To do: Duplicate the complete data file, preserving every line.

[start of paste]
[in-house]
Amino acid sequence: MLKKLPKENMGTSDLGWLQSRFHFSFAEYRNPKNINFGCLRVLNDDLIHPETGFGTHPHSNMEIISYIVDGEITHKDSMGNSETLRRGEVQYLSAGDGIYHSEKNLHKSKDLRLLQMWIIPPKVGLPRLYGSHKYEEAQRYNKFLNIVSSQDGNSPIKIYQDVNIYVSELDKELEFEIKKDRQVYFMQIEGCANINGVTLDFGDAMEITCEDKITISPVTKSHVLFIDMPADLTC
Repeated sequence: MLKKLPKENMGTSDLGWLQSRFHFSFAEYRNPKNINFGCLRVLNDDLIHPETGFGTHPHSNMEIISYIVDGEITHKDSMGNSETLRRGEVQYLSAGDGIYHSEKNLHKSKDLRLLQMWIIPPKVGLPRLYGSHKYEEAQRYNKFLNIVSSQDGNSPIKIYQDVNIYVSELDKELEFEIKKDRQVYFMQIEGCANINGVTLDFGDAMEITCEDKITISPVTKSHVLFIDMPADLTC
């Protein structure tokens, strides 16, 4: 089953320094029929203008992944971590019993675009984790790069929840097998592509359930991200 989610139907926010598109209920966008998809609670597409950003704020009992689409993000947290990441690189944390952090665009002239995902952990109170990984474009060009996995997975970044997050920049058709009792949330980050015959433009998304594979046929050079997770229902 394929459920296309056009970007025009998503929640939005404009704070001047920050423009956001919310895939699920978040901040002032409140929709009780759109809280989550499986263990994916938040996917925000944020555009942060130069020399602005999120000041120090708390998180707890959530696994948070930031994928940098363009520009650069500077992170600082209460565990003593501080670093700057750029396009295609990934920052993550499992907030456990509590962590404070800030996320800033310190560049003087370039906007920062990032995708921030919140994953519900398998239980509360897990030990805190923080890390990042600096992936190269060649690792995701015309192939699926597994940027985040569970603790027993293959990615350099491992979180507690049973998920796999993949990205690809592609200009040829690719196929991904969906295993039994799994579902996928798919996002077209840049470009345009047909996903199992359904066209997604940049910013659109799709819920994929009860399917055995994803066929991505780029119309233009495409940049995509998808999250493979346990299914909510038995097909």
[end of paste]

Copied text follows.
[in-house]
Amino acid sequence: MLKKLPKENMGTSDLGWLQSRFHFSFAEYRNPKNINFGCLRVLNDDLIHPETGFGTHPHSNMEIISYIVDGEITHKDSMGNSETLRRGEVQYLSAGDGIYHSEKNLHKSKDLRLLQMWIIPPKVGLPRLYGSHKYEEAQRYNKFLNIVSSQDGNSPIKIYQDVNIYVSELDKELEFEIKKDRQVYFMQIEGCANINGVTLDFGDAMEITCEDKITISPVTKSHVLFIDMPADLTC
Repeated sequence: MLKKLPKENMGTSDLGWLQSRFHFSFAEYRNPKNINFGCLRVLNDDLIHPETGFGTHPHSNMEIISYIVDGEITHKDSMGNSETLRRGEVQYLSAGDGIYHSEKNLHKSKDLRLLQMWIIPPKVGLPRLYGSHKYEEAQRYNKFLNIVSSQDGNSPIKIYQDVNIYVSELDKELEFEIKKDRQVYFMQIEGCANINGVTLDFGDAMEITCEDKITISPVTKSHVLFIDMPADLTC
């Protein structure tokens, strides 16, 4: 089953320094029929203008992944971590019993675009984790790069929840097998592509359930991200 989610139907926010598109209920966008998809609670597409950003704020009992689409993000947290990441690189944390952090665009002239995902952990109170990984474009060009996995997975970044997050920049058709009792949330980050015959433009998304594979046929050079997770229902 394929459920296309056009970007025009998503929640939005404009704070001047920050423009956001919310895939699920978040901040002032409140929709009780759109809280989550499986263990994916938040996917925000944020555009942060130069020399602005999120000041120090708390998180707890959530696994948070930031994928940098363009520009650069500077992170600082209460565990003593501080670093700057750029396009295609990934920052993550499992907030456990509590962590404070800030996320800033310190560049003087370039906007920062990032995708921030919140994953519900398998239980509360897990030990805190923080890390990042600096992936190269060649690792995701015309192939699926597994940027985040569970603790027993293959990615350099491992979180507690049973998920796999993949990205690809592609200009040829690719196929991904969906295993039994799994579902996928798919996002077209840049470009345009047909996903199992359904066209997604940049910013659109799709819920994929009860399917055995994803066929991505780029119309233009495409940049995509998808999250493979346990299914909510038995097909």